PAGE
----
10 July 2004

Considering Mieville

Adam Lipkin's review of China Mieville's new novel, Iron Council, despite some over-the-top pronouncements ("Mieville is just an abhorrently boring and pretentious novelist") offers a concise window into the strengths and weaknesses of one of the most popular, talented, and frustrating fantasy writers to come along in decades. (Jeff VanderMeer's Washington Post review of Mieville's previous novel, The Scar, raises similar questions about Mieville's strengths and weaknesses, though VanderMeer's tone is more balanced than Lipkin's.)

After reading the review of Iron Council, I read some of Lipkin's other reviews, paying particular attention to what he had to say about works I was familiar with. He's well read and thoughtful, a sensitive reader, and some of the more hyperbolic and general statements in his review could be ascribed to a few causes, not the least of which being Mieville's popularity. This is a writer who doesn't get too many bad reviews, who has a cult of fans, who has been hailed as a savior of everything from fantasy literature to socialism to humanity itself.

Being occasionally given to excessive, hyperbolic statements myself, I can forgive Lipkin his Dale Peck moments, because the fundamental complaint (obscured by his approach) is one we should pay attention to: Mieville could be a truly great writer, but his writing is so often unfocused and undisciplined that the occasional moments of brilliance -- sometimes a brilliance unparalleled by any living writer I know of -- seem all the more miraculous.

To a greater extent than with other writers, each of us sees Mieville's particular strengths and weaknesses differently. Lipkin hated Perdido Street, while I found most of it engaging and considerable sections of it utterly enthralling. Jeff VanderMeer (and, I should note, zillions of other readers) hated the first 100-150 pages of The Scar, while that was the only sustained section of the book I found captured my imagination, partly because it was the beginning and my hopes were high, but also because the latter part of the book felt like one battle after another, followed by interminable descriptions and exposition, useless digressions, hazy and downright goofy writing -- ugh, I don't want to think about it. Plenty of readers thought the book better than Perdido Street.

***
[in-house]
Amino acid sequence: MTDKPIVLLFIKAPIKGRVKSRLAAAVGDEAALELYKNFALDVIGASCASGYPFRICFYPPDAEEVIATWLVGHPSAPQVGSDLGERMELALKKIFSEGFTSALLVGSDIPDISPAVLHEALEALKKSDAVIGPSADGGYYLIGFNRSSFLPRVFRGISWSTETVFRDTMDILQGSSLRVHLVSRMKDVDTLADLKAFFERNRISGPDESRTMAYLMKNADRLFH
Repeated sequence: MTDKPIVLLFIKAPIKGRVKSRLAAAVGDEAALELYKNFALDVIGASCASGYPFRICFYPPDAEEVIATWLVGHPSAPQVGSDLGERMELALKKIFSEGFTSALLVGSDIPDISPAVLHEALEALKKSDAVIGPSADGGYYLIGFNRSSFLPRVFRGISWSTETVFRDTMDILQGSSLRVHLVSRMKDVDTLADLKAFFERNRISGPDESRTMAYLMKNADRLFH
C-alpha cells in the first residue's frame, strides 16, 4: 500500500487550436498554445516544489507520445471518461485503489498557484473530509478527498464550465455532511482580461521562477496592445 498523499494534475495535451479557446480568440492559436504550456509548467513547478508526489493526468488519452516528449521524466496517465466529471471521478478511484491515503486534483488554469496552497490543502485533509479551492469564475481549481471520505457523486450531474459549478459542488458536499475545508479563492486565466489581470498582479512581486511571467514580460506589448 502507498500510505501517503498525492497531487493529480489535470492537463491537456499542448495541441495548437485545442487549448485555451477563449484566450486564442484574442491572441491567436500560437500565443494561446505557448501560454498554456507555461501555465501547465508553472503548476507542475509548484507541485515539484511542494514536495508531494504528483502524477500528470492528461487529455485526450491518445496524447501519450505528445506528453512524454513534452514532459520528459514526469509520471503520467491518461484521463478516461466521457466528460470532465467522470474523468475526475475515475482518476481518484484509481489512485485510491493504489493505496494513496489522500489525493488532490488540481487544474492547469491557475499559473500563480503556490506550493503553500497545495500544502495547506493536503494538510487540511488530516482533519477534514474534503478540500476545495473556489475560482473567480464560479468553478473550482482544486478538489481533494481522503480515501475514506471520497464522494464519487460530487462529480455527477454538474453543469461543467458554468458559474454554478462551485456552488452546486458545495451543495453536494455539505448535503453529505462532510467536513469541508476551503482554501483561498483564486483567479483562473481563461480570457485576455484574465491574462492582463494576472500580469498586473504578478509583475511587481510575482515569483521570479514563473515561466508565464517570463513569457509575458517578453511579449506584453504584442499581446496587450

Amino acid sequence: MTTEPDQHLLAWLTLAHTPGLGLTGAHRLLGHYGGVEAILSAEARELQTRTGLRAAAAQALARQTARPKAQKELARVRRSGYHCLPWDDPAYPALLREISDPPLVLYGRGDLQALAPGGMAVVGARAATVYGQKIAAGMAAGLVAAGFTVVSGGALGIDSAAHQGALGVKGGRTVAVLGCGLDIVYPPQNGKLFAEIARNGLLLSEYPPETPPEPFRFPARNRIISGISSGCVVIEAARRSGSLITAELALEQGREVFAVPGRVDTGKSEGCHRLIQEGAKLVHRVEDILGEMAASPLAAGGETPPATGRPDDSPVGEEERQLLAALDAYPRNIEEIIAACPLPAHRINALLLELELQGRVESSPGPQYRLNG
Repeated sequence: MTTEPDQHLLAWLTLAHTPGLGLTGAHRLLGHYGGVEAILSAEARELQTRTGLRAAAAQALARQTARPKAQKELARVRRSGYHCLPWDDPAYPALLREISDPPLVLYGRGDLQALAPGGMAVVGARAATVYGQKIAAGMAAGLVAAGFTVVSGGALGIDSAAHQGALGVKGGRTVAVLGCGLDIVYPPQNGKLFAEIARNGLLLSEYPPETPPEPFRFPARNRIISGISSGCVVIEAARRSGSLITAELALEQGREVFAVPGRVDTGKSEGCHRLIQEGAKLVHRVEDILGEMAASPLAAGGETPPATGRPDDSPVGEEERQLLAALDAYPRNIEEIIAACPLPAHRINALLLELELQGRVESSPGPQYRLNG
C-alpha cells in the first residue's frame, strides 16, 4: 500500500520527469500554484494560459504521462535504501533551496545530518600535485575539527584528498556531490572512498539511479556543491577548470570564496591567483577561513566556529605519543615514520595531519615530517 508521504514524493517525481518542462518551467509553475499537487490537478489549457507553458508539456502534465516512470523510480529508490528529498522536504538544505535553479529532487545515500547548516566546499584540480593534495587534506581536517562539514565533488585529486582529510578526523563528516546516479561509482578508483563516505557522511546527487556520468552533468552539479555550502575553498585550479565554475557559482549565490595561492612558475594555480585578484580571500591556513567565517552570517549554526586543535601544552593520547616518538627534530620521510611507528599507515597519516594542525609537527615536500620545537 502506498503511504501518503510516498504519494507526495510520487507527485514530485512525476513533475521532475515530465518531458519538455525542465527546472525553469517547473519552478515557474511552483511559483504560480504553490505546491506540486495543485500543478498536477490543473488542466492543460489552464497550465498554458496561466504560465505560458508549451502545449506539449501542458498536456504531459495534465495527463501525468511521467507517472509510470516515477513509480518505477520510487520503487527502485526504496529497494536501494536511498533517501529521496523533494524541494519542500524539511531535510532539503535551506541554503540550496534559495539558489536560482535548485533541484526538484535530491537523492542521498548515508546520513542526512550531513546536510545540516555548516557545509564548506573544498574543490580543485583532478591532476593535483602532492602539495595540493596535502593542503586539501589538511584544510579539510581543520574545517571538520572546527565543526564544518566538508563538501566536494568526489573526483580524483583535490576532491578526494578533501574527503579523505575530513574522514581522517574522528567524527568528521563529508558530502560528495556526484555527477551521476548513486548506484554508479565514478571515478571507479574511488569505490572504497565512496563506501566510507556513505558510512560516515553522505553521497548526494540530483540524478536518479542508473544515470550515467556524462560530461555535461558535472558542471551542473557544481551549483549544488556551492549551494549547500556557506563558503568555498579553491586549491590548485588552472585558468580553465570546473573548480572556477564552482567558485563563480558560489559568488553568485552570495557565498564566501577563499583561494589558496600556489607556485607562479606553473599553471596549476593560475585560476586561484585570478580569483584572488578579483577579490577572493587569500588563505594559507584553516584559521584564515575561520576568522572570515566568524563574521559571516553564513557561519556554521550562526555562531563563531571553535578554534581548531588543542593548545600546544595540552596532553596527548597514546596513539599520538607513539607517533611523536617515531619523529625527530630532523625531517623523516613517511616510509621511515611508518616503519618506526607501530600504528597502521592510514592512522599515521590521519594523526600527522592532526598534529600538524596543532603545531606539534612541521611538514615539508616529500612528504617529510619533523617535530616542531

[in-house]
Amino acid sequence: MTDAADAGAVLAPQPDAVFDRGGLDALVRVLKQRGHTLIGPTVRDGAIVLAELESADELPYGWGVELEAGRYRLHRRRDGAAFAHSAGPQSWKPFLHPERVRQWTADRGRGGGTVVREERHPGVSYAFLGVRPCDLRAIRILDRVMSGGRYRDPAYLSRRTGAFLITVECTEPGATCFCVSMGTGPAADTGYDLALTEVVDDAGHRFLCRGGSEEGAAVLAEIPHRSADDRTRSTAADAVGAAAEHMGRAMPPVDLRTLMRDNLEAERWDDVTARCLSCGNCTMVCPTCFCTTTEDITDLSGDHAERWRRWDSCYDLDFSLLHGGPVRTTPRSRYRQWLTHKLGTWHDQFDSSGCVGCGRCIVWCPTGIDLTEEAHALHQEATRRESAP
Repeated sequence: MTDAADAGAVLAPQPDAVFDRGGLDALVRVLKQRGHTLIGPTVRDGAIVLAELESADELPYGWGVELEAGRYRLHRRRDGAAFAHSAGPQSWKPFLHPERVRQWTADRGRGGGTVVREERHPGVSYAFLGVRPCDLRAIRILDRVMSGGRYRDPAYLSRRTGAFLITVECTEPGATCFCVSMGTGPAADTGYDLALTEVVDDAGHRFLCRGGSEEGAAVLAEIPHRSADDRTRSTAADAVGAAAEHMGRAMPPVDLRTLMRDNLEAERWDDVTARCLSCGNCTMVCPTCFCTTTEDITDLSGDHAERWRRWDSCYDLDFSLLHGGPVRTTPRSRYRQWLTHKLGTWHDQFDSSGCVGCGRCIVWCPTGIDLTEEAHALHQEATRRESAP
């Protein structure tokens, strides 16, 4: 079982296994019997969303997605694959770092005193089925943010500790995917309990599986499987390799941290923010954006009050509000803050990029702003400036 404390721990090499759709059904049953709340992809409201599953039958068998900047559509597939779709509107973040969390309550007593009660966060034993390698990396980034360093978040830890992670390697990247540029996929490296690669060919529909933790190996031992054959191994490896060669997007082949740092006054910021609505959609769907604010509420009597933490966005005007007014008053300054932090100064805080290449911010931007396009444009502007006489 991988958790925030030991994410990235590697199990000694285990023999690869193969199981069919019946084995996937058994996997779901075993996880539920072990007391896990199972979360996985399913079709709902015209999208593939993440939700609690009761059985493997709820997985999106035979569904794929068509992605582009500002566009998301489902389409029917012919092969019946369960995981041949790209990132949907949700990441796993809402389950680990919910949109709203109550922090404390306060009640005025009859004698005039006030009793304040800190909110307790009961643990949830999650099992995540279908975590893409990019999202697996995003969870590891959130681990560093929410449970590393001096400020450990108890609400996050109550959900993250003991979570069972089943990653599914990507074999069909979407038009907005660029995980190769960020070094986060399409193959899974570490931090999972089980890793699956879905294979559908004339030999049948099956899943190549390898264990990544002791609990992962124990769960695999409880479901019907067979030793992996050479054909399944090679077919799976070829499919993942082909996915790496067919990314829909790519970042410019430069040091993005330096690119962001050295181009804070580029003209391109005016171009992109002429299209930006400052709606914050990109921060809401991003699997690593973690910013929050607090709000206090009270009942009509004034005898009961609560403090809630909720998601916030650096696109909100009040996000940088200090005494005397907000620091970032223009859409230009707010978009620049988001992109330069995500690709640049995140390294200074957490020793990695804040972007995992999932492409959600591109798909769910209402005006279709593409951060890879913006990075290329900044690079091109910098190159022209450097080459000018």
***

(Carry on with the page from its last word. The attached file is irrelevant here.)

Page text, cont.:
It may be that Mieville's incontrovertible strengths are what lead every person who reads him to value him differently. I, and I trust many other people, would identify those strengths as his prodigious imagination and his mixing elements of fantasy, science fiction, horror, pulp adventure stories, political philosophy, and whatever other style of writing that floats toward his pen, allowing a great range to his novels. Those two strengths are what we all respond to with greater or lesser pleasure, and it may be because Mieville's imagination is so fertile that his judgment is so weak; he seems incapable of telling the difference between an evocative, breathtaking idea/plot device/sentence and a dull or silly one. Yet the range is large enough, the amount of ideas so high, that there is something for nearly every sort of reader now and then. At the same time, near whatever strikes their fancy, sensitive readers are likely to find something to annoy them. Or readers may simply find Mieville's unstructured excess overwhelming. (Not everybody who writes too much in too many different styles at once can be a genius like Melville, after all.)

I'll be curious to read The Iron Council, because I very much want Mieville to become something other than the Thomas Wolfe of speculative fiction, desperately seeking an editor to give shape to his imaginings, to reign in his worst writing, to sculpt the masterpieces hidden within his messes. On the other hand, Mieville may simply be what he is, and more discipline could constrict the vitality of his vision. I certainly hope not, because such vitality is exactly what fantasy fiction needs these days.

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